I was recently invited to a sarau, like an 18th century French salon, at the home of a local psychiatrist. She hosts the parties every other month, and local opera singers, musicians, poets, and other artists come to share their work. The parties are centered around a voice teacher from Fortaleza named Vitor Philomeno Gomes who studied in the US and currently lives in São Paulo, but comes to Fortaleza periodically to give voice lessons.
Vitor and I chatted, and he explained how Cearense music has roots in medieval Europe, with influences from the Moors and troubadours. This is why, he said, traditional forró is modal (it uses the mixolydian, dorian, and lydian modes) and why instruments like the rabeca (see my previous blog post) and pífano (fife) are played in the interior of the state.
After hors d’oeuvres, the host of the party invited everyone to her living room. She joked that all three Brazilian races would be represented, since there would be not only classical European music, but also indigenous Brazilian music and Afro-Brazilian music. It was a multicultural night, she said.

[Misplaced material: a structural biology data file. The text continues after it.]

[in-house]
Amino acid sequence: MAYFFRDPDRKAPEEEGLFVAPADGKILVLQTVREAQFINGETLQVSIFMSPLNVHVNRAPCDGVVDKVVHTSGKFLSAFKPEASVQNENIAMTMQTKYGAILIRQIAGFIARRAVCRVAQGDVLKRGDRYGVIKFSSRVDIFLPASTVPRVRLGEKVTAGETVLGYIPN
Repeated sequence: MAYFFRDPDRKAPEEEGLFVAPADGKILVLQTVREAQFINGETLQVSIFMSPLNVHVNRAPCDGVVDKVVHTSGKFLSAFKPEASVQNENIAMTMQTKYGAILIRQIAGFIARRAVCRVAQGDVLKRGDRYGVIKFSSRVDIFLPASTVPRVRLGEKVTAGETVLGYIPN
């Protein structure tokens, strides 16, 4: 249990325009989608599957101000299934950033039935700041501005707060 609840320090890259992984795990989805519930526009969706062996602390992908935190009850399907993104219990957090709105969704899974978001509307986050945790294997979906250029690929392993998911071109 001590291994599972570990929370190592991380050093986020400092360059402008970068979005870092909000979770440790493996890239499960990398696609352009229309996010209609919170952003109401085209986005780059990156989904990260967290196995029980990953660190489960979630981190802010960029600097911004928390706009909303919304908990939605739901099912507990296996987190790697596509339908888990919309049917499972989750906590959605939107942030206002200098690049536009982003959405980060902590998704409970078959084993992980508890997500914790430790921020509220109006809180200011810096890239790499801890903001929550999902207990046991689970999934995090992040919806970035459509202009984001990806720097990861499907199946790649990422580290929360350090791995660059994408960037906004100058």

There was Mozart, Gershwin, an African American spiritual, and a Neapolitan love song. An artist brought a collection of paintings, and an actress swayed gracefully to the night’s music. Marlui Miranda, a singer, composer, and researcher of Brazilian indigenous music, performed a song by the Kayapó Mekragnoti (a Brazilian indigenous group) while a well-known maracatu musician accompanied her on the drum. Vitor sang a piece by a contemporary Brazilian composer about the orixás, the deities of Candomblé, an Afro-Brazilian religion. And a soprano performed an art song by Alberto Nepomuceno, a Brazilian nationalist composer from Ceará who lived in the late 19th and early 20th centuries.
Ricardo, a young tenor with a powerful voice, told me that it’s hard starting a career as an opera singer in Ceará since it’s the “land of forró.” But it’s also the land of indigenous groups like the Tapeba, maracatu cearense, Alberto Nepomuceno, and depending on who you ask, Mozart and African American spirituals.
Watch some of the highlights:
(Thanks to Bete Bezerra for helping me film.)